The account of Tomas Store in the amount of P16,842.79 is uncollectible, claims petitioner PRC, since the owner thereof was murdered and left no visible assets which could satisfy the debt. Withal, just like the accounts of the two other stores just mentioned, petitioner again failed to present proof of the efforts exerted to collect the debt, other than the aforestated asseverations of its financial adviser.

The accounts of Aboitiz Shipping Corporation and J. Ruiz Trucking in the amounts of P89,483.40 and P69,640.34, respectively, both of which allegedly arose from the hijacking of their cargo and for which they were given 30% rebates by PRC, are claimed to be uncollectible. Again, petitioner failed to present an iota of proof, not even a copy of the supposed policy regulation of PRC that it gives rebates to clients in case of loss arising from fortuitous events or force majeure, which rebates it now passes off as uncollectible debts.

As to the account of P13,550.00 representing the balance collectible from Renato Alejandro, a former employee who failed to pay the judgment against him, it is petitioner’s theory that the same can no longer be collected since his whereabouts are unknown and he has no known property which can be garnished or levied upon. Once again, petitioner failed to prove the existence of the said case against that debtor or to submit any documentation to show that Alejandro was indeed bound to pay any judgment obligation.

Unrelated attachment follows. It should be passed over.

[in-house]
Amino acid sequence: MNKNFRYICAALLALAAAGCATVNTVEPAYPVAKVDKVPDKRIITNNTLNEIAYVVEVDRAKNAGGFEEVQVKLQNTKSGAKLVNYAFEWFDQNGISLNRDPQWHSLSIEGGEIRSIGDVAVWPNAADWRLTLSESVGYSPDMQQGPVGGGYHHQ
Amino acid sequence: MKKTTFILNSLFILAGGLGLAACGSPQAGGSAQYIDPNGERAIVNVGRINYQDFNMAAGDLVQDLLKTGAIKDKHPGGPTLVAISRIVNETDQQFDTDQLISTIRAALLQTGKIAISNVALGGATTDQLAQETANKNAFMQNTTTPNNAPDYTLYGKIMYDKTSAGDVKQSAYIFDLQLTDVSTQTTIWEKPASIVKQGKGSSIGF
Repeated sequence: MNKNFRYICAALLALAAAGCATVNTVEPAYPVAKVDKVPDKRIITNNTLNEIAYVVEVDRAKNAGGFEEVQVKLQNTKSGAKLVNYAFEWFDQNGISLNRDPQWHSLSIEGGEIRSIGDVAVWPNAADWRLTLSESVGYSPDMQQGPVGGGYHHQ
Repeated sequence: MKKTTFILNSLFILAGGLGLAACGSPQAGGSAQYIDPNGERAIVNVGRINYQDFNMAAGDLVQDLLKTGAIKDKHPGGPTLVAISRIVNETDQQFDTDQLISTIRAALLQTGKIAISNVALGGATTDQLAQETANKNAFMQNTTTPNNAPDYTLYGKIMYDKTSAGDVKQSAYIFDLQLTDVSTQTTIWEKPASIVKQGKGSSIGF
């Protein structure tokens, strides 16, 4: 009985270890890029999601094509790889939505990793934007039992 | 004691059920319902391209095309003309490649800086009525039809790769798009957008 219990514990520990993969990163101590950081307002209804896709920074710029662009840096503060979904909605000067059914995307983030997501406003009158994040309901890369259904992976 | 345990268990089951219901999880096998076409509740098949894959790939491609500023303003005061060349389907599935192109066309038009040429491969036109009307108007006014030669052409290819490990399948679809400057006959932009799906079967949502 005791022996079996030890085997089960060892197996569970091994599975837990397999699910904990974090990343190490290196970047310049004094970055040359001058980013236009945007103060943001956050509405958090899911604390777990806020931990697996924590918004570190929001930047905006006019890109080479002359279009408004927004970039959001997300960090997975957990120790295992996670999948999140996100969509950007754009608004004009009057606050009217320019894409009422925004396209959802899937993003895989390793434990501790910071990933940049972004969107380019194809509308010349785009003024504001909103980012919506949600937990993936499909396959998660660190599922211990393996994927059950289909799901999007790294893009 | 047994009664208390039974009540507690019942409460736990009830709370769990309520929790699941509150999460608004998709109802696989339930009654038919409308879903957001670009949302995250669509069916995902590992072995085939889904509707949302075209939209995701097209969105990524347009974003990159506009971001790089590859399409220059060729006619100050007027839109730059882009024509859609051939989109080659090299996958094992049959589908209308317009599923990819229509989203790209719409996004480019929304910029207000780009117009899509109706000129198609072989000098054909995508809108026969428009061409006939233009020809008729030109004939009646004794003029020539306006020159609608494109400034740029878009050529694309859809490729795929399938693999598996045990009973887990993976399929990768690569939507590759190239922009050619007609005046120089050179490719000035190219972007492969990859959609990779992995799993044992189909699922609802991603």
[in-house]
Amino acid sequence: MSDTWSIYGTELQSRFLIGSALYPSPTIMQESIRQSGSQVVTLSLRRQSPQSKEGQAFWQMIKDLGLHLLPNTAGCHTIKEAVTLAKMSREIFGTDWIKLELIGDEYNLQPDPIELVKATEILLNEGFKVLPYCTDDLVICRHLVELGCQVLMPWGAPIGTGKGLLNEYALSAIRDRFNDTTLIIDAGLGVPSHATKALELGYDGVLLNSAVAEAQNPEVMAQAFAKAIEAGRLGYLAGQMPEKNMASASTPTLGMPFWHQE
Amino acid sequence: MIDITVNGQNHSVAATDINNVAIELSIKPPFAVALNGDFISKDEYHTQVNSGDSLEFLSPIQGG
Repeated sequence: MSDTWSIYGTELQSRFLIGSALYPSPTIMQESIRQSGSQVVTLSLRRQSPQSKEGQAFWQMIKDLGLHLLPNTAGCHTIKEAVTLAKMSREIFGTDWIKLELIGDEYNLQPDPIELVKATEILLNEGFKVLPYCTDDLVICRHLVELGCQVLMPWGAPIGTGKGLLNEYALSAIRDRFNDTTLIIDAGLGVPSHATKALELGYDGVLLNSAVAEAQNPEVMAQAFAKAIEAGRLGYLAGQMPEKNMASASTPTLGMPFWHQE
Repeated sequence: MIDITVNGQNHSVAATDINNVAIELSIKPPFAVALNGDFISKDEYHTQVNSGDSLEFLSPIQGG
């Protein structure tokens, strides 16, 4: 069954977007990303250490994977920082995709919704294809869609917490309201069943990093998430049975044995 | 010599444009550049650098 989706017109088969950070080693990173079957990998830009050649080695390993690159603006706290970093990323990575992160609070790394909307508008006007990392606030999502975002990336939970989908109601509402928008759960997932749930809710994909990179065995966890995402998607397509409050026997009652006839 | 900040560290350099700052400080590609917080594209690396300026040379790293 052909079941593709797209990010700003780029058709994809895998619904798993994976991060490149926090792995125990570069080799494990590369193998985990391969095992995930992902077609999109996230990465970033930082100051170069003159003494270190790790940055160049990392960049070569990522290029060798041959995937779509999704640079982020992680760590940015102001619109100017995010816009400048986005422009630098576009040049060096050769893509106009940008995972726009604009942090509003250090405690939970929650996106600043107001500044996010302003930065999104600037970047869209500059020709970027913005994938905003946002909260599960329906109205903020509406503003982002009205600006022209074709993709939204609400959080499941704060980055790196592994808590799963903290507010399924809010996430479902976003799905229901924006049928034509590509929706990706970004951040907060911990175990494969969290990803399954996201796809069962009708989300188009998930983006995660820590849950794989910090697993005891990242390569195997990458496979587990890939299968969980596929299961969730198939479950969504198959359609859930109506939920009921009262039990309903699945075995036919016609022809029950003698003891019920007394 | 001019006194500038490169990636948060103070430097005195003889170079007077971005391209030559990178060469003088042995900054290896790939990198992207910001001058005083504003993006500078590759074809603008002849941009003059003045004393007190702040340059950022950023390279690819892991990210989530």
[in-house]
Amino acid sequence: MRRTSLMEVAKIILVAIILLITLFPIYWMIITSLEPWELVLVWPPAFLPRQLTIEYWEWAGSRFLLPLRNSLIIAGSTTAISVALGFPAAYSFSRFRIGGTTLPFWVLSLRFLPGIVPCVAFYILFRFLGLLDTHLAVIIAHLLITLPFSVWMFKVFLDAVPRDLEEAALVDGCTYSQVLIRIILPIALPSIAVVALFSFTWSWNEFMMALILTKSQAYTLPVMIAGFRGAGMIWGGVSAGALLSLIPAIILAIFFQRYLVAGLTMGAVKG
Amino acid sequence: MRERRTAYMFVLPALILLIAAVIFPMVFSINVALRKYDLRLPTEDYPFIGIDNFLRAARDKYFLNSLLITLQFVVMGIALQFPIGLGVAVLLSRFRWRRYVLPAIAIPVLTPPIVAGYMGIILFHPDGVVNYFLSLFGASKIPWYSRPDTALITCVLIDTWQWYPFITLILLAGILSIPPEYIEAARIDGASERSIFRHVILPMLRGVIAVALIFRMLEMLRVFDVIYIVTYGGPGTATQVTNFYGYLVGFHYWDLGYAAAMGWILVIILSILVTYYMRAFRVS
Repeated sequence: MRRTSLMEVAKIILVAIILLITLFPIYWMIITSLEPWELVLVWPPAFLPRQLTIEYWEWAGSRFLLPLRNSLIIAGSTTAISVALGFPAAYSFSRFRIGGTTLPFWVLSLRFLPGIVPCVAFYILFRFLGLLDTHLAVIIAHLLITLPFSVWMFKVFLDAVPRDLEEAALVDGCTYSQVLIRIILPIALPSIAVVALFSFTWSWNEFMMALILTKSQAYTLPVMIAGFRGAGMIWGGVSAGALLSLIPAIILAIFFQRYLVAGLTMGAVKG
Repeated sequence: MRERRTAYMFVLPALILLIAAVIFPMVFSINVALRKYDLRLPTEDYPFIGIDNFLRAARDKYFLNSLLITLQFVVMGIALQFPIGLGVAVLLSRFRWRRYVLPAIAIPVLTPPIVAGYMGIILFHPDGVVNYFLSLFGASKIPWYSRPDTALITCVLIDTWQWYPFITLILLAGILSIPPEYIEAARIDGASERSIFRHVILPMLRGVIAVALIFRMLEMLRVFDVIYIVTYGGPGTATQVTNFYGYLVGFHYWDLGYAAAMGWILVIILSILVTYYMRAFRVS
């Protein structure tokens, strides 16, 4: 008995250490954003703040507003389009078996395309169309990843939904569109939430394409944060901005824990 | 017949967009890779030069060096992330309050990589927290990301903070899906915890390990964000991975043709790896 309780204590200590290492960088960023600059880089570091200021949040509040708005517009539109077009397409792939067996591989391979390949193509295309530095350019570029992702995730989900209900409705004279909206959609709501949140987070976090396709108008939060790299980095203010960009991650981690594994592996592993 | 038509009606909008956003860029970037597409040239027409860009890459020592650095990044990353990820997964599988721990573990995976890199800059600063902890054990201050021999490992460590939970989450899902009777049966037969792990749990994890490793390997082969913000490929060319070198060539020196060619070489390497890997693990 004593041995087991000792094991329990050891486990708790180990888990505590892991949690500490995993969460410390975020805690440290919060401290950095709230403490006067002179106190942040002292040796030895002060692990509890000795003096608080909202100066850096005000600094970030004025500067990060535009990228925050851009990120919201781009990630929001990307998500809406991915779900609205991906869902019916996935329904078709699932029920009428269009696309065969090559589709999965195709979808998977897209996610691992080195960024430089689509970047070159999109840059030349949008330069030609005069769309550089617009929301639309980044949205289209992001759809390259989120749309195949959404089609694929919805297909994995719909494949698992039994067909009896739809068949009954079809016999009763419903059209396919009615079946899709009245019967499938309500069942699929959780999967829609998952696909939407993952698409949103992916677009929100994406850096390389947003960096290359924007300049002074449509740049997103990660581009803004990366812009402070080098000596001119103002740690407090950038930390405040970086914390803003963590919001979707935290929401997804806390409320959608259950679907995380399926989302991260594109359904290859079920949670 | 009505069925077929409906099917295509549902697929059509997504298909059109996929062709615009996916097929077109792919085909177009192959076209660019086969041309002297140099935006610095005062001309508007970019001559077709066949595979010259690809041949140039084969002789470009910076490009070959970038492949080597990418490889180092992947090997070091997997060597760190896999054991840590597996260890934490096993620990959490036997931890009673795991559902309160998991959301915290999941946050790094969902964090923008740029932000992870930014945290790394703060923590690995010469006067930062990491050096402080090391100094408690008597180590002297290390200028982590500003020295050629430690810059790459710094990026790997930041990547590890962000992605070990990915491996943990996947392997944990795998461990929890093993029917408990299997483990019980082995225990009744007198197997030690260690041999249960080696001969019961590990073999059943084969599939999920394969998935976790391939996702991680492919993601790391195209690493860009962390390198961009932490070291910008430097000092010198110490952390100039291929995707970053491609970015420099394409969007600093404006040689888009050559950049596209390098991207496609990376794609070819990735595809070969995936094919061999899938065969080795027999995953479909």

The amount of P13,772.00 corresponding to the debt of Lucito Sta. Maria is allegedly due to the loss of his stocks through robbery and the account is uncollectible due to his insolvency. Petitioner likewise failed to submit documentary evidence, not even the written reports of the alleged investigation conducted by its agents as testified to by its aforenamed financial adviser. Regarding the accounts of C. Itoh in the amount of P19,272.22, Crocklaan B.V. in the sum of P77,690.00, and Craig, Mostyn Pty. Ltd. with a balance of P23,738.00, petitioner contends that these debtors being foreign corporations, it can sue them only in their country of incorporation; and since this will entail expenses more than the amounts of the debts to be collected, petitioner did not file any collection suit but opted to write them off as bad debts. Petitioner was unable to show proof of its efforts to collect the debts, even by a single demand letter therefor. While it is not required to file suit, it is at least expected by the law to produce reasonable proof that the debts are uncollectible although diligent efforts were exerted to collect the same.

The account of Enriched Food Corporation in the amount of P24,158.00 remains unpaid, although petitioner claims that it sent several letters. This is not sufficient to sustain its position, even if true, but even smacks of insouciance on its part. On top of that, it was unable to show a single copy of the alleged demand letters sent to the said corporation or any of its corporate officers.

With regard to the account of AFPCES for unpaid supplies in the amount of P13,833.62, petitioner asserts that since the debtor is an agency of the government, PRC did not file a collection suit therefor. Yet, the mere fact that AFPCES is a government agency does not preclude PRC from filing suit since said agency, while discharging proprietary functions, does not enjoy immunity from suit. Such pretension of petitioner cannot pass judicial muster.